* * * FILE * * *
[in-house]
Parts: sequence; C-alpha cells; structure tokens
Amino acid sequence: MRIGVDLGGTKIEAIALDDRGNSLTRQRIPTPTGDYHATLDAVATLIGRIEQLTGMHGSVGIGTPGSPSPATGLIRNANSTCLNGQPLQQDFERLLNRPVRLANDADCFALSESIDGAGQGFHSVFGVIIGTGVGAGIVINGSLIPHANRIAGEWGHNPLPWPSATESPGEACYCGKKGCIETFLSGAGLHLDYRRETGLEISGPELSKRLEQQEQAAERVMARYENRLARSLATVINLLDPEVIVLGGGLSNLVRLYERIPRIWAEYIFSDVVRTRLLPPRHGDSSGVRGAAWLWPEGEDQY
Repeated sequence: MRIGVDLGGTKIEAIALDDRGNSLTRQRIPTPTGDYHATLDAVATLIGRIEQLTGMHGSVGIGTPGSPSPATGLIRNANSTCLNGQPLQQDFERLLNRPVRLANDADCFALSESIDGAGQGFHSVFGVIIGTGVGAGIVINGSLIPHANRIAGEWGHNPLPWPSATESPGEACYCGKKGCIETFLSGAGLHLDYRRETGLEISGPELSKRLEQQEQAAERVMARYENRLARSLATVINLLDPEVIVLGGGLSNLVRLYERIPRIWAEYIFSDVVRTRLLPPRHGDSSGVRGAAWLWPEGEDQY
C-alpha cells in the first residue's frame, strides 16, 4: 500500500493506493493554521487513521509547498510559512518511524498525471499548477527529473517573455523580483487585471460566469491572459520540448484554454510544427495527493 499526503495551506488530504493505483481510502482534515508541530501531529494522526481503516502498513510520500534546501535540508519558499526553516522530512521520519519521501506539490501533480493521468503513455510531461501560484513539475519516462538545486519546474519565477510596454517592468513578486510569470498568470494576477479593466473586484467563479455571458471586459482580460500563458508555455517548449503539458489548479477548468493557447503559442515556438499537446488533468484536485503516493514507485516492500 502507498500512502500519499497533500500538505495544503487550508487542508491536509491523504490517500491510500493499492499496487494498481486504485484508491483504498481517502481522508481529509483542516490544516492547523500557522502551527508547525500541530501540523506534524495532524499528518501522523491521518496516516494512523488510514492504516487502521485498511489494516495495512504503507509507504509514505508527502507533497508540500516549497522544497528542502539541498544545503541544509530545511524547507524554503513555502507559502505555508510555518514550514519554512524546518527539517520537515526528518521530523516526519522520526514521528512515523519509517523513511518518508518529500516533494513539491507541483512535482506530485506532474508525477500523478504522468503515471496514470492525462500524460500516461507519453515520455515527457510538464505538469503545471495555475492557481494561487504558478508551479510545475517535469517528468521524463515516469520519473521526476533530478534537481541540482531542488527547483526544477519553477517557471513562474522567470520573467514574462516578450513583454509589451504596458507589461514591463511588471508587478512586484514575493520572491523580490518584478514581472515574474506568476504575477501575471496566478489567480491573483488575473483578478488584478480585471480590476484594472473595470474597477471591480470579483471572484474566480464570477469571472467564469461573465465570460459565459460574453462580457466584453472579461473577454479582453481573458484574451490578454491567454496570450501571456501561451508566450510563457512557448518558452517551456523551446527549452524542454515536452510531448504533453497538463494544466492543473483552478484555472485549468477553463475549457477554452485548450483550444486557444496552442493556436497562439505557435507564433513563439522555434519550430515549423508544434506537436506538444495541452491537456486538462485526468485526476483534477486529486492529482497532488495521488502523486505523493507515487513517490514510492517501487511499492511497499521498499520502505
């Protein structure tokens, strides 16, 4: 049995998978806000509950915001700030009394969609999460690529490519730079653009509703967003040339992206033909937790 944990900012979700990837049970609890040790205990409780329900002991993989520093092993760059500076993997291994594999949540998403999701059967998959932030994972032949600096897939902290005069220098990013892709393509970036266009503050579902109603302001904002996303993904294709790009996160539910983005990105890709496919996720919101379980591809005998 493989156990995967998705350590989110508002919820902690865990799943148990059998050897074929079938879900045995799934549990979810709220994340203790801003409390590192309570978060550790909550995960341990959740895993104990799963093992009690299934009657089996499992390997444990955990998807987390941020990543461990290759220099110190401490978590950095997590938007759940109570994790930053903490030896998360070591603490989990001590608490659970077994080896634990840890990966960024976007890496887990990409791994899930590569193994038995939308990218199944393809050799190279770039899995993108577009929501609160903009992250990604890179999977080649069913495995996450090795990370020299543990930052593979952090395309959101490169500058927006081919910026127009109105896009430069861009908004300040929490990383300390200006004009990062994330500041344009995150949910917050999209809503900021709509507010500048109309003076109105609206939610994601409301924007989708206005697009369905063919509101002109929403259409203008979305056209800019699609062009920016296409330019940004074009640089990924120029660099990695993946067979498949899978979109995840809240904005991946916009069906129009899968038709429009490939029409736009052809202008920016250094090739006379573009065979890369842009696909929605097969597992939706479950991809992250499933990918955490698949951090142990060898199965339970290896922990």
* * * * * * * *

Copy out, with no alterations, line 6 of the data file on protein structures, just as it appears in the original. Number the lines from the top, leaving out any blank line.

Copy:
């Protein structure tokens, strides 16, 4: 049995998978806000509950915001700030009394969609999460690529490519730079653009509703967003040339992206033909937790 944990900012979700990837049970609890040790205990409780329900002991993989520093092993760059500076993997291994594999949540998403999701059967998959932030994972032949600096897939902290005069220098990013892709393509970036266009503050579902109603302001904002996303993904294709790009996160539910983005990105890709496919996720919101379980591809005998 493989156990995967998705350590989110508002919820902690865990799943148990059998050897074929079938879900045995799934549990979810709220994340203790801003409390590192309570978060550790909550995960341990959740895993104990799963093992009690299934009657089996499992390997444990955990998807987390941020990543461990290759220099110190401490978590950095997590938007759940109570994790930053903490030896998360070591603490989990001590608490659970077994080896634990840890990966960024976007890496887990990409791994899930590569193994038995939308990218199944393809050799190279770039899995993108577009929501609160903009992250990604890179999977080649069913495995996450090795990370020299543990930052593979952090395309959101490169500058927006081919910026127009109105896009430069861009908004300040929490990383300390200006004009990062994330500041344009995150949910917050999209809503900021709509507010500048109309003076109105609206939610994601409301924007989708206005697009369905063919509101002109929403259409203008979305056209800019699609062009920016296409330019940004074009640089990924120029660099990695993946067979498949899978979109995840809240904005991946916009069906129009899968038709429009490939029409736009052809202008920016250094090739006379573009065979890369842009696909929605097969597992939706479950991809992250499933990918955490698949951090142990060898199965339970290896922990």